The federation also will begin disciplinary procedures against Chun for failing to report the tampering and  against Cho, who admitted this week that he had engaged in the tampering but insisted he did so at Chun’s orders.

US Speedskating said it had no timetable for its disciplinary procedures but would decide by Monday who will take over coaching duties for the U.S. team at the first World Cup meet of the season, which begins Oct. 19 in Calgary.

“We do not believe there is sufficient evidence at this point to say coach Jae Su directed Simon Cho to tamper with the skate,”  Little said during a Friday press conference in Salt Lake City.  “There were conflicting and contradictory reports by at least three if not four critical players (in the incident).  There was not sufficient evidence for us to say definitively what happened.”

"Coach Chun is very pleased with the findings of the investigators," said his attorney, Russell Fericks of Salt Lake City.  "He is eager to help patch up the US Speedskating team ... .but he will wait for USS to work through its processes."

Cho's attorney, John Wunderli of Salt Lake City, said he expected the investigators, who had no subpoena power or testimony under oath, would not resolve the conflicting versions of the tampering incident.  But Wunderli insisted it made no sense for Cho to have done the tampering on his own initiative, since he gained no competitive advantage from it.

The sabotage kept Jean from skating effectively in the final event of the world meet and wound up costing the bronze medal Canadian team a shot at gold or silver.  The U.S. already was out of medal contention when the tampering occurred.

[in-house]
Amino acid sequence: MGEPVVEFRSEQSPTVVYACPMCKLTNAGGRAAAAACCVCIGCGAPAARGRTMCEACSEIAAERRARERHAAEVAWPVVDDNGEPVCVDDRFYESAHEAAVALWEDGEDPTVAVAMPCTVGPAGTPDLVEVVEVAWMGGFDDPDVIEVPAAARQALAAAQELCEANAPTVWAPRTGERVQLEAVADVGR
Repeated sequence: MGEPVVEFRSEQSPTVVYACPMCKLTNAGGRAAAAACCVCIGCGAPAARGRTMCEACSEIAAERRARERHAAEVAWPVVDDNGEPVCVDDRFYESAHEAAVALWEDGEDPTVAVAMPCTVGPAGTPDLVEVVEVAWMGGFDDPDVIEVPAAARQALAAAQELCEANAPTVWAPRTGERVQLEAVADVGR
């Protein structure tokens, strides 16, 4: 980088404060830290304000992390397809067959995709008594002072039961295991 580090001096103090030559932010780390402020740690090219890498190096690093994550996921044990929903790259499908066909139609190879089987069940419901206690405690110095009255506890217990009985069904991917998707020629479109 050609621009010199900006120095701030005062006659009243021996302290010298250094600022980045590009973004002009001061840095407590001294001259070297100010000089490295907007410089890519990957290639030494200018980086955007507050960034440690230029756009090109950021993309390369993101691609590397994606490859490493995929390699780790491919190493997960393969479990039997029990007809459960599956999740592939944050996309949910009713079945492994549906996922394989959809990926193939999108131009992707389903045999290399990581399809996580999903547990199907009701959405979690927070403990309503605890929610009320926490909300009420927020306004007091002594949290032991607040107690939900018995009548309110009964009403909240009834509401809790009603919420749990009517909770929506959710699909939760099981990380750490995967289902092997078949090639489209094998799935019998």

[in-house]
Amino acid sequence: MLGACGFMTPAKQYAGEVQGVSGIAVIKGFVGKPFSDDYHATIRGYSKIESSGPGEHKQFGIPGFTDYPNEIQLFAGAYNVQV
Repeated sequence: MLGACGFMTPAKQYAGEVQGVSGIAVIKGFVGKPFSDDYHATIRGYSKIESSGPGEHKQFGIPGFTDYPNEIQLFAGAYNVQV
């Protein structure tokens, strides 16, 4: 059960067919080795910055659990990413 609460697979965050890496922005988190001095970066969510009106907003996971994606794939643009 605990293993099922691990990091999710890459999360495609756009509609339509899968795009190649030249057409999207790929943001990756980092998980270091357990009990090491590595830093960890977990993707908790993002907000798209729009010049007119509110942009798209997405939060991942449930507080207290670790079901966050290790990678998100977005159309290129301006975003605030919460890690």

"Simon Cho showed respect and humility in admitting his mistake, and Speed Skating Canada appreciates that he has come forward and that he apologized to Olivier last night in a phone call," said Ian Moss, chief executive officer of Speed Skating Canada, in a statement Friday.

Moss said he also had received an apology from US Speedskating executive director Mark Greenwald.

Cho called Jean Thursday night to apologize.

"I appreciated his honesty," Jean told Canadian reporters Friday.  "He apologized sincerely.  This kind of behavior is unacceptable in sport, and he expressed genuine remorse for it."

All the allegations may be heard again at a hearing before an American Arbitration Association arbitrator Nov. 1.  Like the White & Case investigation, the arbitrator will not have subpoena power.

The U.S. speedskating team has been divided by the allegations against the coaches.

More than a dozen skaters signed off on complaints against Chun.  Nine signed a letter of support for him.

“I want to emphasize (our conclusion) does not mean we are condoning the methods or tactics that were used by the U.S. speedskating coaches or questioning in any way the skaters who made those allegations and the sincerity with which they made them,” Little said.

Among the allegations of emotional abuse was one that Chun had called 2010 Olympic silver medalist Katherine Reutter a "fat cow."  In an interview last week, Reutter shrugged off the incident but did not deny it happened.

Under the U.S. Olympic Committee's Sport Sport Program documentation, an example of emotional misconduct by coaches is "verbally attacking an athlete personally (e.g., calling them worthless, fat or disgusting."

White & Case became involved in the investigation as one of the law firms that have agreed to do pro bono work related to the Safe Sport Program for the USOC.

"I am not sure White & Case fully understands what abuse is," said Allison Baver, a two-time short track Olympian and one of the complainants who also is on the USOC Athletes Advisory Council.

Original Article here:,0,7509242.story

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